There was spark, but seemingly weak. Eventually they decided to put the points back in the distributor. A year ago I had installed an aftermarket pointless system by Pertronics, which eliminated timing and dwell adjustments. It had been working very well as far as I could tell and I couldn’t see how removing it would help, but I let them do their thing.
With the points back in, she lit up as soon as I turned the key – and we were on our way. We might have put the old coil back in, but it required a resistor and I didn’t find one in the spare parts locker so we left the Pertronics “Flamethrower” coil in. Boy was it nice to have Big Duck running again.
We ran all day, at about 1,600 RPM, but late in the day I noticed an occasional stumble. We couldn’t reset the timing when we put the points back in – didn’t have a light, so I thought that might be part of the problem and maybe I’d need to tweak the slow speed needle adjustments. Maybe I’d static time her tomorrow morning and then adjust the slow speed mixture.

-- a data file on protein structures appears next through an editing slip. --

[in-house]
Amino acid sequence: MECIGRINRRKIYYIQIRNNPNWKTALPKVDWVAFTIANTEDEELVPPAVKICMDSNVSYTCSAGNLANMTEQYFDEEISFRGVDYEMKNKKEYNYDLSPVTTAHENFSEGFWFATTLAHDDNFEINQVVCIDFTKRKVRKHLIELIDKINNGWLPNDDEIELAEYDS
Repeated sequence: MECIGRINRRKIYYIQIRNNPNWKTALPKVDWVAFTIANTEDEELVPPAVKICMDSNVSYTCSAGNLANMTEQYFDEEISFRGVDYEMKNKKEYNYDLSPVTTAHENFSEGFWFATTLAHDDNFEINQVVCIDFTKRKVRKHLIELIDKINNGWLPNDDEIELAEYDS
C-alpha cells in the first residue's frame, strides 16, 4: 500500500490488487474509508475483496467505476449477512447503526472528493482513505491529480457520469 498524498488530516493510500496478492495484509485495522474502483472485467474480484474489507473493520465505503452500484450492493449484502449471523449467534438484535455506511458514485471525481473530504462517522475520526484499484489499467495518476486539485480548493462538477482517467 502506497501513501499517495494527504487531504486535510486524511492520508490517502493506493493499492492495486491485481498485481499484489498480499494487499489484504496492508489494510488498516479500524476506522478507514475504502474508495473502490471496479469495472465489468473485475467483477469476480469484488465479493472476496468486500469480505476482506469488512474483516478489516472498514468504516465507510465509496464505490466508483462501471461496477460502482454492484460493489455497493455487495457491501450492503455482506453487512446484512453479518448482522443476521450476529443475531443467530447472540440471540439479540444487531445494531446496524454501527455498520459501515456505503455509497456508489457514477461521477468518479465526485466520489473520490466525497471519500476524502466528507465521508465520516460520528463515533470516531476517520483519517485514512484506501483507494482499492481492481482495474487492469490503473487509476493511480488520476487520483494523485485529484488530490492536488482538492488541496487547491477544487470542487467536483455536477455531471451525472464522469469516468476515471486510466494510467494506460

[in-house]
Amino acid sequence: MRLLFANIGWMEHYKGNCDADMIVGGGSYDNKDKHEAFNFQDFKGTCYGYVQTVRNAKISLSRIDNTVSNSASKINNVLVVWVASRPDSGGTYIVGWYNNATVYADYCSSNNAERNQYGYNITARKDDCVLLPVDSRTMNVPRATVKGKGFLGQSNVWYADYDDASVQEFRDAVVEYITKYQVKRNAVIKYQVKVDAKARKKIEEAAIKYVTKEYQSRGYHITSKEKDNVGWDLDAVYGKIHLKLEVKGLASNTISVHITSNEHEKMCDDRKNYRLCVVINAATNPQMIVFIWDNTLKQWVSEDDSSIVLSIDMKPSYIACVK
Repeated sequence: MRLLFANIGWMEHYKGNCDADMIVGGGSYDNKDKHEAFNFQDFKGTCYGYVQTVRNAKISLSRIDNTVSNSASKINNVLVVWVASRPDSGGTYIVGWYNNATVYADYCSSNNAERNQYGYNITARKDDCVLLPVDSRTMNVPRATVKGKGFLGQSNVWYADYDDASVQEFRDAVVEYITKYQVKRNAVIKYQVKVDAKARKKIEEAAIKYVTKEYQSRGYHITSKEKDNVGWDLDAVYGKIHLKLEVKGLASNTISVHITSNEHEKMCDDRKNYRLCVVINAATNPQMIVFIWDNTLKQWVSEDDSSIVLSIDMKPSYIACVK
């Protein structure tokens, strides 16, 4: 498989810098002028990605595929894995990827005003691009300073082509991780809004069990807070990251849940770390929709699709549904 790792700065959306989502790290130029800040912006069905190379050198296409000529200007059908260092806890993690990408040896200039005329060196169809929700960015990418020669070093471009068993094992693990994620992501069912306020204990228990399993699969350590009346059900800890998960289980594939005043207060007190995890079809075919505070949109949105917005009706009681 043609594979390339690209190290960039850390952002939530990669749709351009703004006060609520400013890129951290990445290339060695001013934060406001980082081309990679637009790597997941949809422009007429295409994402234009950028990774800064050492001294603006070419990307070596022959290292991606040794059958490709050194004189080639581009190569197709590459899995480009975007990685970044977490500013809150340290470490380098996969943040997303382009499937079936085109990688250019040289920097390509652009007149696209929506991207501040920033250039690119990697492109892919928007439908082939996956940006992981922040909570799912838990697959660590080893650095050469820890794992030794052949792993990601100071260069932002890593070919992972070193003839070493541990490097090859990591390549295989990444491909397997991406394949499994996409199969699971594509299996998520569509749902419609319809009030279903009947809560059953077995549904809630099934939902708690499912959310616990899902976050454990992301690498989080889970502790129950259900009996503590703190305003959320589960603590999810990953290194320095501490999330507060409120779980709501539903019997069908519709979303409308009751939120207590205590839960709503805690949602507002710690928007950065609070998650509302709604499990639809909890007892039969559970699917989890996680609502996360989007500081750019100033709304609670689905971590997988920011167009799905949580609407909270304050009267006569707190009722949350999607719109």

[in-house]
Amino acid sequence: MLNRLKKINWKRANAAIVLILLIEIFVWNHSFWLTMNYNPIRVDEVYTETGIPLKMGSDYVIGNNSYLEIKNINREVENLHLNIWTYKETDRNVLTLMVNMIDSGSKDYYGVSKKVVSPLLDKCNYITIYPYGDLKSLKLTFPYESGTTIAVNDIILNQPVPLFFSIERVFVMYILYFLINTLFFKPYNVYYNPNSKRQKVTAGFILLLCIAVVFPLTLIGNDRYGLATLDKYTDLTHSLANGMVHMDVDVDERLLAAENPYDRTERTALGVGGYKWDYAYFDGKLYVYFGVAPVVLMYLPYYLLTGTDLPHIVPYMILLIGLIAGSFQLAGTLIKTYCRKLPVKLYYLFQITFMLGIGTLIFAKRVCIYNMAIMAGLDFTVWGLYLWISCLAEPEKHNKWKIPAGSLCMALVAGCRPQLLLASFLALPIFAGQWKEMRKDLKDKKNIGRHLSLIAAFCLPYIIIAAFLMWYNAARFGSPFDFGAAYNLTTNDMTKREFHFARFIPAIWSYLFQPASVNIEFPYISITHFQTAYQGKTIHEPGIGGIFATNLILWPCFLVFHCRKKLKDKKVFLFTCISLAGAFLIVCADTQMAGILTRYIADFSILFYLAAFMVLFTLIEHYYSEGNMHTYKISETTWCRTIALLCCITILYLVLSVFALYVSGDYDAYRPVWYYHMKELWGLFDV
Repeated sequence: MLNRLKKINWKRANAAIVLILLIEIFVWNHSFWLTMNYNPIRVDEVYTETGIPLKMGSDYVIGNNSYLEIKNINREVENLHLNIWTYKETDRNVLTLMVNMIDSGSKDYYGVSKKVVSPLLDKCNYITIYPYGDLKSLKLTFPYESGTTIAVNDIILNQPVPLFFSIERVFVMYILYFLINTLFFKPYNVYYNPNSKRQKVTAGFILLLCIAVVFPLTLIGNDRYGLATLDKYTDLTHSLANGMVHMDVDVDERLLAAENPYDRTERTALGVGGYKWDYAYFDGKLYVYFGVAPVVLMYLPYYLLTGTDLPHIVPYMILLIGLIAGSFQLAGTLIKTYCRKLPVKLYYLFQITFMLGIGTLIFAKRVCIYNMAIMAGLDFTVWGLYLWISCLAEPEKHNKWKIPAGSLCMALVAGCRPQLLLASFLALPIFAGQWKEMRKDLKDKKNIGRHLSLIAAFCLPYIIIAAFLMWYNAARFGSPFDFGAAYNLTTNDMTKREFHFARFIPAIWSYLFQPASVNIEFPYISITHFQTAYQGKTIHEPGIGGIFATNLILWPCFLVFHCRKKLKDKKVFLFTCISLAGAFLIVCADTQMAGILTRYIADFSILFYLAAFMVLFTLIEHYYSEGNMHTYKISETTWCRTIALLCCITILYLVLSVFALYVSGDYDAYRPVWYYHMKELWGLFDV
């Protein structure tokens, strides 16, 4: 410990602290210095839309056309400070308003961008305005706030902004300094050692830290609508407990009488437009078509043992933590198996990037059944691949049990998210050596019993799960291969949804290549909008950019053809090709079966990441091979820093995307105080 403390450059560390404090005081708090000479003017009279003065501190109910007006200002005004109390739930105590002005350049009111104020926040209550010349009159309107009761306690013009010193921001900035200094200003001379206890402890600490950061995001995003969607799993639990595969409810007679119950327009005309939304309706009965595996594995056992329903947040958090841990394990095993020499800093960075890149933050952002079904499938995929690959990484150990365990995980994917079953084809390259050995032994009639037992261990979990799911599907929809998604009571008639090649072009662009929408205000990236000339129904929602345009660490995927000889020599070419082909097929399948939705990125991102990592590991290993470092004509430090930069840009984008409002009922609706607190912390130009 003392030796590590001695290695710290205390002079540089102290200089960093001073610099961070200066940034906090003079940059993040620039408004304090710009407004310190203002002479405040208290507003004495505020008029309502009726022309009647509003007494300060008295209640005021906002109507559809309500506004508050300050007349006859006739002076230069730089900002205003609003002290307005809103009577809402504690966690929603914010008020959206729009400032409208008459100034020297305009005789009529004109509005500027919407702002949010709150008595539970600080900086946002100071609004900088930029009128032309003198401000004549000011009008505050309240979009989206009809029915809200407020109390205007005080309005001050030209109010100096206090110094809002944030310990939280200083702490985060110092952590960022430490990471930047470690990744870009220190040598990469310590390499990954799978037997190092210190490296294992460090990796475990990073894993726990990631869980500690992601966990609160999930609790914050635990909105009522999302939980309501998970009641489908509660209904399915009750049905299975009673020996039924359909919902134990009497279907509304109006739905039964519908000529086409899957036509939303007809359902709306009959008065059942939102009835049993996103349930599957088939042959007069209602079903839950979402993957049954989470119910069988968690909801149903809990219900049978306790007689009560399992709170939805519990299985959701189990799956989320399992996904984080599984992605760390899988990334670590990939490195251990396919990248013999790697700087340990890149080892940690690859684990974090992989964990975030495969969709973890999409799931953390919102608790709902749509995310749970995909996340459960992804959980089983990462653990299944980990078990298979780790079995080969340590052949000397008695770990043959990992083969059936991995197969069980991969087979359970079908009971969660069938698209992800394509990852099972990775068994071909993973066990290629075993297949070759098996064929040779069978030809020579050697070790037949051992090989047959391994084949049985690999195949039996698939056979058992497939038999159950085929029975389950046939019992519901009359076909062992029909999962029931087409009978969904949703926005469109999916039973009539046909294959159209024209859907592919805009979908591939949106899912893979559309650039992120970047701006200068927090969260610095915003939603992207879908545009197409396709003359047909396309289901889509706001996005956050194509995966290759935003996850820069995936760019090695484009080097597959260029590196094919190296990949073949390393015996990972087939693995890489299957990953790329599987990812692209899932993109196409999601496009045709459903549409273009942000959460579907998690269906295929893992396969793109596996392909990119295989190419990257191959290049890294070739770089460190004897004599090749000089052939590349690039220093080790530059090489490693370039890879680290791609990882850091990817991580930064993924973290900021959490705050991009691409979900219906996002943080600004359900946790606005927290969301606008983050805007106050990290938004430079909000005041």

The next morning she light right up and purred. What a relief. But after half a day of running (again at about 1,600) she started stumbling real bad. When it started to stumble it seemed like I could find an rpm that was good, but now she was loping like crazy. I notified the others that I was dropping the hook to investigate. This time The Ugly Duckling was close, so he rafted for support.
When I got into the engine compartment I noticed the “Flamethrower” coil was way too hot. I would have put the old coil back in, but the old one required a ballast resistor and there were no nuts on the terminals not to mention that one of the terminals on the old coil was stripped. I dug around for nuts that would fit but couldn’t find any – but I did find the ballast resistor.
Jerry, on The Ugly Duckling said, “Hand me that coil.”
He took the coil below and soon came up with a nut to fit the good threads and another nylock nut to fit the stripped side. He even handed me a set of nutdrivers for the installation.